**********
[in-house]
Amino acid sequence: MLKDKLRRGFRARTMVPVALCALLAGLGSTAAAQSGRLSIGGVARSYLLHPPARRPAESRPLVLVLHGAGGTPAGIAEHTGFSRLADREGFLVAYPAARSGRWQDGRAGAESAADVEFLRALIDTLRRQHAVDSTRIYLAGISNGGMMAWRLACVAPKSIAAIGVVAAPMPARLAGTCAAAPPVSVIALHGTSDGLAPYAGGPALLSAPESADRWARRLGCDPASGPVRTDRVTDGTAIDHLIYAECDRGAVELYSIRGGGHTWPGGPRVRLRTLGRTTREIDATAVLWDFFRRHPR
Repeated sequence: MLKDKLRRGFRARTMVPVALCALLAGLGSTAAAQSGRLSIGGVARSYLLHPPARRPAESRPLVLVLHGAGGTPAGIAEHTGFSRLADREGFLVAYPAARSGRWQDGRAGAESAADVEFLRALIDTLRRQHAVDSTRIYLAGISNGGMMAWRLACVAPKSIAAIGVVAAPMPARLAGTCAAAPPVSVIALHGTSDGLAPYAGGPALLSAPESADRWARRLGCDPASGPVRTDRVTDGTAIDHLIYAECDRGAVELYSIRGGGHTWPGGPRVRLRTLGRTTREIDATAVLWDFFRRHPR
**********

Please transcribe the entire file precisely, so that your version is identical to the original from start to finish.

[in-house]
Amino acid sequence: MLKDKLRRGFRARTMVPVALCALLAGLGSTAAAQSGRLSIGGVARSYLLHPPARRPAESRPLVLVLHGAGGTPAGIAEHTGFSRLADREGFLVAYPAARSGRWQDGRAGAESAADVEFLRALIDTLRRQHAVDSTRIYLAGISNGGMMAWRLACVAPKSIAAIGVVAAPMPARLAGTCAAAPPVSVIALHGTSDGLAPYAGGPALLSAPESADRWARRLGCDPASGPVRTDRVTDGTAIDHLIYAECDRGAVELYSIRGGGHTWPGGPRVRLRTLGRTTREIDATAVLWDFFRRHPR
Repeated sequence: MLKDKLRRGFRARTMVPVALCALLAGLGSTAAAQSGRLSIGGVARSYLLHPPARRPAESRPLVLVLHGAGGTPAGIAEHTGFSRLADREGFLVAYPAARSGRWQDGRAGAESAADVEFLRALIDTLRRQHAVDSTRIYLAGISNGGMMAWRLACVAPKSIAAIGVVAAPMPARLAGTCAAAPPVSVIALHGTSDGLAPYAGGPALLSAPESADRWARRLGCDPASGPVRTDRVTDGTAIDHLIYAECDRGAVELYSIRGGGHTWPGGPRVRLRTLGRTTREIDATAVLWDFFRRHPR